U.S. Economy Shrank 1.5% Last Quarter In Worst Showing Since Covid Recession, New GDP Estimate Shows
The economy last quarter posted its worst annualized showing since the pandemic-induced recession in 2020, the government said in an updated release Thursday, blaming an unexpected decline in economic activity on the omicron variant of Covid-19 and decreased government assistance.
The U.S. economy shrank at an annual rate of 1.5% in the first quarter of 2022—the first decline since the second quarter of 2020, the Bureau of Economic Analysis estimated Wednesday in a worse-than-expected update to last month’s figure, which showed a decline of 1.4%.
The update primarily reflected softer-than-expected spending on business inventories and residential investments, which was only partially offset by an uptick in consumer spending, the government said.
In the first quarter, a record wave of Covid-19 cases spurred by the omicron variant resulted in continued restrictions and business disruptions, while government assistance programs including forgivable loans to businesses and social benefits to households expired or tapered off—further preventing growth, according to the release.
Broad declines in exports, government spending and business inventories, along with increased imports, spurred the overall decline, the government said.
On an annual basis, consumer spending rose 3.1% in the first three months of the year, its fastest rate since the second quarter of 2021, the government said, while business investments surged 6.8%.
The overall drop stands in stark contrast to the economy’s better-than-expected growth of 6.9% in the fourth quarter, the fastest rate in nearly 40 years, thanks in part to a jump in exports and increased inventory investments by car dealers.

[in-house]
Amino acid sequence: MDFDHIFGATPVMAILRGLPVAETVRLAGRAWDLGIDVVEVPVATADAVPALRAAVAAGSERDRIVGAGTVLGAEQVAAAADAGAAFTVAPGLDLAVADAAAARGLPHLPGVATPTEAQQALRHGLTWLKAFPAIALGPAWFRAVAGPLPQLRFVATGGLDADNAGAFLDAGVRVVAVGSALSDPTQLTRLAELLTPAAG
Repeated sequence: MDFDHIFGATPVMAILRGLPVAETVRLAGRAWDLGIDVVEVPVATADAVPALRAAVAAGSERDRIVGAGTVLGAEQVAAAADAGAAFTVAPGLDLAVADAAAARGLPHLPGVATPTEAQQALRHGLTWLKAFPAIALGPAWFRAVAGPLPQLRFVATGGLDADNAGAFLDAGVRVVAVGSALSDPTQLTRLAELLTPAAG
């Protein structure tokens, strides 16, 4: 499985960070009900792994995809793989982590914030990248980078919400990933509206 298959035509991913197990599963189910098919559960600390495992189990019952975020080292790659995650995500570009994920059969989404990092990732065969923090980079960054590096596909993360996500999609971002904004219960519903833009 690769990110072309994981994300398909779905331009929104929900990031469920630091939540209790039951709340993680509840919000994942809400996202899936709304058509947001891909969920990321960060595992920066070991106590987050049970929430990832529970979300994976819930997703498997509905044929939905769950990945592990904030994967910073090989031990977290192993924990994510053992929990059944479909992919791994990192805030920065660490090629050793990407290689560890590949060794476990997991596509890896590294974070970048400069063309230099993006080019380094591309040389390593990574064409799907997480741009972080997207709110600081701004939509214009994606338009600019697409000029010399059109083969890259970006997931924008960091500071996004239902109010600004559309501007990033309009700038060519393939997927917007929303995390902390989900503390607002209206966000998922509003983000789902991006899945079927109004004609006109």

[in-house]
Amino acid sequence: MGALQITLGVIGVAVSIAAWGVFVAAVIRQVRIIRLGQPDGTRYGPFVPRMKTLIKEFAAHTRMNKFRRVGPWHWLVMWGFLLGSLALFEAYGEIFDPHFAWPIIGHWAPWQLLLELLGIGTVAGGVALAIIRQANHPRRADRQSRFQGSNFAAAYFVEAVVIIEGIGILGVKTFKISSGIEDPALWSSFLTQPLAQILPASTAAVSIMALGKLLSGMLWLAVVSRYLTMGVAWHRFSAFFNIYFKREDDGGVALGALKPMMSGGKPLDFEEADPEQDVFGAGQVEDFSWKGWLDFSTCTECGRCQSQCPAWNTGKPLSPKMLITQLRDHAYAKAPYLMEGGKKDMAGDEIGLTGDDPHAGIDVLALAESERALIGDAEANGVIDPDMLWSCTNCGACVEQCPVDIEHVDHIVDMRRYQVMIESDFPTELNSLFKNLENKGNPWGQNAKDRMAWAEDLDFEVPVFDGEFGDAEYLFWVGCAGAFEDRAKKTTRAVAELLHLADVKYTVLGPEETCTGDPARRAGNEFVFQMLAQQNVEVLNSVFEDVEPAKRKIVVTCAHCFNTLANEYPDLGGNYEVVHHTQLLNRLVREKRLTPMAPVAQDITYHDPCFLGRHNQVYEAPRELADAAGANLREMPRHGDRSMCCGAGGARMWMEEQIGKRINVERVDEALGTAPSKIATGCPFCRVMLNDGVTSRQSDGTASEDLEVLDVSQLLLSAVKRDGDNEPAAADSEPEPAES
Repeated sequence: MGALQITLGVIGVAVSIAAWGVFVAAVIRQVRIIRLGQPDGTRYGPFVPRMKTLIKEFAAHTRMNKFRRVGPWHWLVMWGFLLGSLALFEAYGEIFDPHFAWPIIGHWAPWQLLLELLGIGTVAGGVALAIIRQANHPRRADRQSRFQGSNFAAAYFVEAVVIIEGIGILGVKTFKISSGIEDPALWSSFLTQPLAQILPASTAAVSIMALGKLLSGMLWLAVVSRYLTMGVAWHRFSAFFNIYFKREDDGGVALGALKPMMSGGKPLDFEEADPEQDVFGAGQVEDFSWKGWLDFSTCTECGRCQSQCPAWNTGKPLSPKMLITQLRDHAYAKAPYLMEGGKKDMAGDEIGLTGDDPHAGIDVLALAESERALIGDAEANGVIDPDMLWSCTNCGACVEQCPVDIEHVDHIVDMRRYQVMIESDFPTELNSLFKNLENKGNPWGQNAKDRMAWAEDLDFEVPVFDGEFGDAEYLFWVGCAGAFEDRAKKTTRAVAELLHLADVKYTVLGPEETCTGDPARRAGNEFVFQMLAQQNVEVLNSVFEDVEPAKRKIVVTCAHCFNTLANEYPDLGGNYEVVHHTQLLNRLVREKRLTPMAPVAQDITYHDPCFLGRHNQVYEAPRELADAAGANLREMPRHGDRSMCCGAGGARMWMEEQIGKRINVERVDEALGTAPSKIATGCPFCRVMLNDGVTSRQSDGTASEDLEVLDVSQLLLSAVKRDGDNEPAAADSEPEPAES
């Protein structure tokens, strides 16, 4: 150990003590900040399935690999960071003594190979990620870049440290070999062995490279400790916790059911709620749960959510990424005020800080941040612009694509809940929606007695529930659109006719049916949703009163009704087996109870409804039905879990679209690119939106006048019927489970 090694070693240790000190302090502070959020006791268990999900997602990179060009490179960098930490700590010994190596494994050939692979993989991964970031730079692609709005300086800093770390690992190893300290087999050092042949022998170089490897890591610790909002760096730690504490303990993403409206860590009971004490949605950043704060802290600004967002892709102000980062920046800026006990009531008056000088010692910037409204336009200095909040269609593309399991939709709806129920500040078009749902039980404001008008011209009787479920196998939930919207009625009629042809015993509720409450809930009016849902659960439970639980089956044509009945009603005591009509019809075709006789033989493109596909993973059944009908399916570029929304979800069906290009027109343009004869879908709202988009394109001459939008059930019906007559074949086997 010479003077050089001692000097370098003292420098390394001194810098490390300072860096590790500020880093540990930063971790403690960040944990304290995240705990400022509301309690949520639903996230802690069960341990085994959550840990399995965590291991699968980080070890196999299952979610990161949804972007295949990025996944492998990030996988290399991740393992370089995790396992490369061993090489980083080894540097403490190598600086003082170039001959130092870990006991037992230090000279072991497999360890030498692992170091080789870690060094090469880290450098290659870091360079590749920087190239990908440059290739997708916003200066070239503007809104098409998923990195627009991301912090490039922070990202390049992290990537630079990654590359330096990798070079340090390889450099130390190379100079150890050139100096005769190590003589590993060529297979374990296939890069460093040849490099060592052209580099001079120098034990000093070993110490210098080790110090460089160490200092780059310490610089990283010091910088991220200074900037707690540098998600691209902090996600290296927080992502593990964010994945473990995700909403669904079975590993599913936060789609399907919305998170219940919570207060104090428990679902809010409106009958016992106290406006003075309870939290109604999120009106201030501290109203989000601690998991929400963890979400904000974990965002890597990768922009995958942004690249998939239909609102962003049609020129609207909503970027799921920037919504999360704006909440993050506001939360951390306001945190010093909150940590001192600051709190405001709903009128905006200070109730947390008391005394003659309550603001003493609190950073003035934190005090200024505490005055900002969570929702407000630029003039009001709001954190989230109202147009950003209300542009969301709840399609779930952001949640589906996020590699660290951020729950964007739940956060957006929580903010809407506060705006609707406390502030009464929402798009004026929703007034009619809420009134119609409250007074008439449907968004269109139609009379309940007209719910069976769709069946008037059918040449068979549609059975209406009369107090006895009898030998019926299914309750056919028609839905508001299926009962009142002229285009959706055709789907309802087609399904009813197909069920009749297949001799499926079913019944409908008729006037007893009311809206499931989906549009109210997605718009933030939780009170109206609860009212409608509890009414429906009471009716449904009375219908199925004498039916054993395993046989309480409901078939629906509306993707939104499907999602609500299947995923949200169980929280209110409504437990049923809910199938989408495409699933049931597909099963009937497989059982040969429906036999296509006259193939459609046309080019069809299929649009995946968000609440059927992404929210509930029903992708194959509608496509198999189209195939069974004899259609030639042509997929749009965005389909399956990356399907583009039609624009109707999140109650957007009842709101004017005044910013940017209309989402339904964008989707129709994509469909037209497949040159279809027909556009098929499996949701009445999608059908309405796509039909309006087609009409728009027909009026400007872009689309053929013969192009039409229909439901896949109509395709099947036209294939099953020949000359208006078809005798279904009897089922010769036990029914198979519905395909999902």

In an email after last month’s initial report, which was markedly worse than expectations for 1% growth, Bankrate analyst Mark Hamrick said the estimate serves as a reminder of the “volatile and complicated times in which we live,” but that the contraction is “less worrisome” because key drivers of economic growth, such as consumer and business spending, have been holding up despite the widening trade deficit and big swings in business inventories.
“We continue to expect a solid rebound in second-quarter growth, but our initial hopes of a 5%-plus print have faded a bit,” Pantheon Macro chief economist Ian Shepherdson said in a note after Thursday’s release, adding that a reading closer to 4% now seems more likely.
Though the economy quickly bounced back after the Covid recession in 2020, the Federal Reserve’s withdrawal of pandemic stimulus measures, Russia’s invasion of Ukraine and lingering Covid restrictions have heightened market uncertainty this year. Last quarter, the stock market posted its worst showing since the market crash in early 2020, with the S&P falling 5% and the tech-heavy Nasdaq 9%. “Recession risks are high—uncomfortably high—and rising,” Mark Zandi, chief economist at Moody’s Analytics, said in a weekend note. “For the economy to navigate through without suffering a downturn, we need some very deft policymaking from the Fed and a bit of luck.”